Today, the same day he reappeared live on tv to sign a new law that is supposed to be good for the workers, Hugo Chávez, president of Venezuela, declared that he will retire the country from the Inter-American Commission for Human Rights.
I will not discuss the consequences of this decision -since I’m not a jurist- but, from the simple view of a non specialist, I’m wondering what can lead a state to retire itself from a institution whose only mission -as you can see here– is to “promote and protect human rights in the American hemisphere”.
One of the main reasons for the existence of supra states institutions is to avoid a “well intentioned” state to act unwisely against its own people. With this decision, the government of Venezuela is basically saying: “you know what? We never make mistakes, we know what is best for our people, and if -in the future- we need advice from abroad about human rights, we can always ask for recommendations to our friends…you know…from Cuba”.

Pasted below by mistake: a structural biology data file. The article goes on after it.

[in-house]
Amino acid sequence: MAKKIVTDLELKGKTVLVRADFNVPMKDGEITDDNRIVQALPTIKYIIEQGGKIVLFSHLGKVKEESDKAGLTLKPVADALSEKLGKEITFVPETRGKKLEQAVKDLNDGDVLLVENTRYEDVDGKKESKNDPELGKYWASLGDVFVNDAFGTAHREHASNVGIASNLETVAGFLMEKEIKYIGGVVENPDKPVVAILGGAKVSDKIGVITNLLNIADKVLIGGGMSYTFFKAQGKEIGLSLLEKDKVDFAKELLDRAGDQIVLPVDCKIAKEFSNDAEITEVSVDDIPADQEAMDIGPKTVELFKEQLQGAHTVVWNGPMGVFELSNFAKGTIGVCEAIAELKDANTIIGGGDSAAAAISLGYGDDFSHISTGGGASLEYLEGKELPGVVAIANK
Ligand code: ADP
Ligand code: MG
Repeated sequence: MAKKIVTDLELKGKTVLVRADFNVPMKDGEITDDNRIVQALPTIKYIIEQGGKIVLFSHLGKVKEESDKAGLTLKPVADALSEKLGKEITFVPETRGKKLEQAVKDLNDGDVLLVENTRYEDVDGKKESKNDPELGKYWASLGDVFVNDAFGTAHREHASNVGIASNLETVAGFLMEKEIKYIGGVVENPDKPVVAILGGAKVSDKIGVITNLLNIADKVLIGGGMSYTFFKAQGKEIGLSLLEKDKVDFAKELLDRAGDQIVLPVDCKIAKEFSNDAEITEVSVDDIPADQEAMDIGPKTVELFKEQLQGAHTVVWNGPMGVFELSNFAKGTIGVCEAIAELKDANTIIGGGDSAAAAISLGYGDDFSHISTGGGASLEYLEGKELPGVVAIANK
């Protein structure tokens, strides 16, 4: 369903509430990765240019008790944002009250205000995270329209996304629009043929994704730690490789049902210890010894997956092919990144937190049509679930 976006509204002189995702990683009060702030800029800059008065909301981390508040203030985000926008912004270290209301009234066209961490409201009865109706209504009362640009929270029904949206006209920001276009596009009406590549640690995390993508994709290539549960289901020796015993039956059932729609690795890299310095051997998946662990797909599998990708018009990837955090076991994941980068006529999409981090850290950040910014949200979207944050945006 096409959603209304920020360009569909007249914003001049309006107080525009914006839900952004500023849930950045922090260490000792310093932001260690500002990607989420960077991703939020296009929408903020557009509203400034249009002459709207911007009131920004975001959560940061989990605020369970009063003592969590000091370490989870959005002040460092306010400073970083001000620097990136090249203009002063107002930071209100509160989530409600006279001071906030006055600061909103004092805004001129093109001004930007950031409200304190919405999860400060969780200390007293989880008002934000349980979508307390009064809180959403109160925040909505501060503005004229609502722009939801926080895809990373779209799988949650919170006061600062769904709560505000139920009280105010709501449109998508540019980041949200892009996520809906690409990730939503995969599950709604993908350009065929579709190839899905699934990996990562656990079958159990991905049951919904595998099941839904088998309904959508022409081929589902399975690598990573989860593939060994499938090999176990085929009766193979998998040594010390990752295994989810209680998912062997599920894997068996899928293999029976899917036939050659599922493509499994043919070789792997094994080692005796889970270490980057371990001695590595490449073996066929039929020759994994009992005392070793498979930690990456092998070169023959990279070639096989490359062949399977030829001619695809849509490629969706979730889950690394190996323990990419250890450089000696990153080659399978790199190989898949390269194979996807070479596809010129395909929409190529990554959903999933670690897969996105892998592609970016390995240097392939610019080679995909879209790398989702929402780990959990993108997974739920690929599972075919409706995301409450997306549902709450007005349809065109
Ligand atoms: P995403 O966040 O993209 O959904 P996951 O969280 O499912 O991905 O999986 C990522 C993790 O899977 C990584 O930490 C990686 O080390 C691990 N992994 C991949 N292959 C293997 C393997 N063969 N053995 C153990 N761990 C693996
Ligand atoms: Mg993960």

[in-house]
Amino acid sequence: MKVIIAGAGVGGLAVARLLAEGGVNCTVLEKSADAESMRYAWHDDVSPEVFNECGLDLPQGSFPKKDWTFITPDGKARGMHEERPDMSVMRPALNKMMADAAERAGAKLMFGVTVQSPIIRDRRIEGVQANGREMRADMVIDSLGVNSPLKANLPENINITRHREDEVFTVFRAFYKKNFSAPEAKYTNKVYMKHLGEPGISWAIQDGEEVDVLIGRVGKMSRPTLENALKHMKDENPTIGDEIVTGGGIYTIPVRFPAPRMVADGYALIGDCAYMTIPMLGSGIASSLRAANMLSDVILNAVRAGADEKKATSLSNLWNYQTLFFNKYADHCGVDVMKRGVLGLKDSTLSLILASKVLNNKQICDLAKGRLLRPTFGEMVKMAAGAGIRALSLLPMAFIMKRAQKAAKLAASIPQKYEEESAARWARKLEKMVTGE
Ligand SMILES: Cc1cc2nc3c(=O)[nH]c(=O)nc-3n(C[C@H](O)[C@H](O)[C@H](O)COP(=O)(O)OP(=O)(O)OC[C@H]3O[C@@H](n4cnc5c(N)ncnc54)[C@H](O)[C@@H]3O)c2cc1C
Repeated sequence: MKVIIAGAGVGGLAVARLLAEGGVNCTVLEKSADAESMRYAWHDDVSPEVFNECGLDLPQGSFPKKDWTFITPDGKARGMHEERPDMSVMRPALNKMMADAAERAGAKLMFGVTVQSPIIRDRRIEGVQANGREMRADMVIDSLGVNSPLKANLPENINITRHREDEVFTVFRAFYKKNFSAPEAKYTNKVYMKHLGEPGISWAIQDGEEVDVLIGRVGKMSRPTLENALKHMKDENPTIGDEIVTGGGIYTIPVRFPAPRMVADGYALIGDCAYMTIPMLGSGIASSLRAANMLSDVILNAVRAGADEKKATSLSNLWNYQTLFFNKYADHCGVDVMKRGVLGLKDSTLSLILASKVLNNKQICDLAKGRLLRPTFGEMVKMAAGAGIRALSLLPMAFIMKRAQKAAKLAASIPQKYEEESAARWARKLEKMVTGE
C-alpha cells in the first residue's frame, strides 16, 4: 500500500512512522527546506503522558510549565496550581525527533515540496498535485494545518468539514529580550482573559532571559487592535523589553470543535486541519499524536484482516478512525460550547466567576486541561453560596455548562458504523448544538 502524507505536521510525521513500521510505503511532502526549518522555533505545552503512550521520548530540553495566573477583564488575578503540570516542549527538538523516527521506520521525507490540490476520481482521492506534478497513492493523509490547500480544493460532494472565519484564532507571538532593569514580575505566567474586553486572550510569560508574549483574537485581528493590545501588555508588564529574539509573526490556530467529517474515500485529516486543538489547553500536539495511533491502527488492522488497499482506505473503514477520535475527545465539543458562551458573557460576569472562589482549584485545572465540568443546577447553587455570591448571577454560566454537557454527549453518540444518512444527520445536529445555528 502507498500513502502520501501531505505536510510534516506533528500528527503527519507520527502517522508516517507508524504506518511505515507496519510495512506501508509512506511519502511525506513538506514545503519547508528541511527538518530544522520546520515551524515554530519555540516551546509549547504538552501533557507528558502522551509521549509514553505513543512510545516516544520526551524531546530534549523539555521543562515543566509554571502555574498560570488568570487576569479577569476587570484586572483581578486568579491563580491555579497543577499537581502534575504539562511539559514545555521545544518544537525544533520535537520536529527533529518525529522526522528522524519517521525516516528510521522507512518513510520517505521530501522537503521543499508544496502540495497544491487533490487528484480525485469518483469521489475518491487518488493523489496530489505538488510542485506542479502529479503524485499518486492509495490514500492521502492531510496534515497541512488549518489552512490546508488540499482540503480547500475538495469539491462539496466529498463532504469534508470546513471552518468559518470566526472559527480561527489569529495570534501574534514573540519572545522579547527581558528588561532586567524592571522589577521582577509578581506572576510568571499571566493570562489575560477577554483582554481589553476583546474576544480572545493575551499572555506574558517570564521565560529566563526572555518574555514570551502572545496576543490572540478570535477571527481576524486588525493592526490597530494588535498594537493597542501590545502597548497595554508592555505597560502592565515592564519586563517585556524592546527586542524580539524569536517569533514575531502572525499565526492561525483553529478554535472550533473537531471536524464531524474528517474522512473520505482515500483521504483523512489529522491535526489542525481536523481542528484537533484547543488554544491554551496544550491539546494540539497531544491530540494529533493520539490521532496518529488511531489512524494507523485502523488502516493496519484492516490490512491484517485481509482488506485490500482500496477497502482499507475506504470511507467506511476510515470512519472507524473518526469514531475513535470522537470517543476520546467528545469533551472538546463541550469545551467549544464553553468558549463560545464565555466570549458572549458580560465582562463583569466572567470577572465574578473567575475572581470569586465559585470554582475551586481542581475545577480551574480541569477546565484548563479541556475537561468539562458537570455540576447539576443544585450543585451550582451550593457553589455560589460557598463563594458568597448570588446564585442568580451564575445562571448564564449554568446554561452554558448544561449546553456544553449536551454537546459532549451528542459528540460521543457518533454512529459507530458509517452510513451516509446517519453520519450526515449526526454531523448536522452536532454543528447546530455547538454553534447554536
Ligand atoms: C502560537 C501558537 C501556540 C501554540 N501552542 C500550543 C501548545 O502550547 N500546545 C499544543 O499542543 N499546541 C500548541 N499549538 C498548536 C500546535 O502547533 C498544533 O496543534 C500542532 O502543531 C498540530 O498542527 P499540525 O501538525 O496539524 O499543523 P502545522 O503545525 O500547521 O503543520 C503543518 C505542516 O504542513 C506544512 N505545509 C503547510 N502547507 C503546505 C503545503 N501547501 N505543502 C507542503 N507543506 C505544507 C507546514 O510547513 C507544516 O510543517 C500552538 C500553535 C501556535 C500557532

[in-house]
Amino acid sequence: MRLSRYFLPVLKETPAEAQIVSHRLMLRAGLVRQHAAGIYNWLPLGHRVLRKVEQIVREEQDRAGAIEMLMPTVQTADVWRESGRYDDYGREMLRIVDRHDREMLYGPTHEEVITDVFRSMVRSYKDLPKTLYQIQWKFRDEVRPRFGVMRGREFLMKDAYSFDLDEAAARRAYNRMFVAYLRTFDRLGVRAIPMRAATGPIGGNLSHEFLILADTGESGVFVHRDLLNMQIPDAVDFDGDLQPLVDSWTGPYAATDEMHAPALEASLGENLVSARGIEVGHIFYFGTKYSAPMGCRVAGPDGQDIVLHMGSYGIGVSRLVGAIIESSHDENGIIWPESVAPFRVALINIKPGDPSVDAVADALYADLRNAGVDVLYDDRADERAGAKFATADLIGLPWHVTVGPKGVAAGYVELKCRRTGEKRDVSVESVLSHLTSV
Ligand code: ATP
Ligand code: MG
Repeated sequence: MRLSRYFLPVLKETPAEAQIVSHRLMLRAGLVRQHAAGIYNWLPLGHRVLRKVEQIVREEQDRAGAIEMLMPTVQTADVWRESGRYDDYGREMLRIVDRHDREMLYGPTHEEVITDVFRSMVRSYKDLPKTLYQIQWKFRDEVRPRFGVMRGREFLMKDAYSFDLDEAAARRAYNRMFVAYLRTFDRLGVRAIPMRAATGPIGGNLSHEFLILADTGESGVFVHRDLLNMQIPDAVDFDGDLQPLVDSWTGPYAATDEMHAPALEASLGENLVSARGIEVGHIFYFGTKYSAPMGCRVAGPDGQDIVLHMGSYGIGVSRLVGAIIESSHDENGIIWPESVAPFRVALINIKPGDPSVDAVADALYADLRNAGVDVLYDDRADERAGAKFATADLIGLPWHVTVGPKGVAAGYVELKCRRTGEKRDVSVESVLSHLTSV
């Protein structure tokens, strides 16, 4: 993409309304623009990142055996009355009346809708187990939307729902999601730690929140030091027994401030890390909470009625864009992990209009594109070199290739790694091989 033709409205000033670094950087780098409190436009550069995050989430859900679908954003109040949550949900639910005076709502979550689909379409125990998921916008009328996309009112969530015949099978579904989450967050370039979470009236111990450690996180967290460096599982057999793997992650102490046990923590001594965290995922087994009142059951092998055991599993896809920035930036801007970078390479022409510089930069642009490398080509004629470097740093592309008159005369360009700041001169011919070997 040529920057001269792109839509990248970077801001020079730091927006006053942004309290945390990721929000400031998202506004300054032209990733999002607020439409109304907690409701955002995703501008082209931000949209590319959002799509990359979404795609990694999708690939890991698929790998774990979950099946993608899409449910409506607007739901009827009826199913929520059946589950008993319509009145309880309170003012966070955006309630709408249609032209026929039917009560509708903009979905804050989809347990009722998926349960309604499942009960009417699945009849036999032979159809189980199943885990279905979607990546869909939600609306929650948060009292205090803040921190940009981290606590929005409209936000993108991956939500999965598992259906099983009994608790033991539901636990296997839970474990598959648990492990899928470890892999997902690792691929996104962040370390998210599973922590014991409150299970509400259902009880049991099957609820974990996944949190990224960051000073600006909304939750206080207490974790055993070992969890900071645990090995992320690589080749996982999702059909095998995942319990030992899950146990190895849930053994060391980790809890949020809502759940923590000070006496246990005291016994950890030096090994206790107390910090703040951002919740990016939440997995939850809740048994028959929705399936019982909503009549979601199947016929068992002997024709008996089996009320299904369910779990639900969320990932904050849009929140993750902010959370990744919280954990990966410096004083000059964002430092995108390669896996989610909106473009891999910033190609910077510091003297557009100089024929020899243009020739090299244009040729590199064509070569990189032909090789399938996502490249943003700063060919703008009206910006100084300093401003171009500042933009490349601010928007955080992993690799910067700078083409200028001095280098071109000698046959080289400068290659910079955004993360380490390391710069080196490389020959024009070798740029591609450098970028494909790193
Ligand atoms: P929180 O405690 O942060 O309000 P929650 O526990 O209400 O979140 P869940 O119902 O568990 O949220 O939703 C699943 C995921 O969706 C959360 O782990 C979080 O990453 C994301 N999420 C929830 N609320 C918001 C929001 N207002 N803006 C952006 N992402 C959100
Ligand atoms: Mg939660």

But here’s the thing: there is no such thing as a perfect state (even the Vatican says that there is a “papal infallibility”, not a “Vatican” one). And advice, legal action and monitoring from abroad should be a good thing for any democratic state. “Democratic” being here, obviously, the keyword.
Made famous as an incomplete cliché, the famous quote from Lord Acton says: “Power tends to corrupt, and absolute power corrupts absolutely. Great men are almost always bad men”.
Right now -it seems- the greatest men are on the venezuelan government.
Think about it Mr. President, and take back the promise you make today, (won’t be the first time) because we all make mistakes, and we all need people around to tell us how to amend them. It’s only human, right?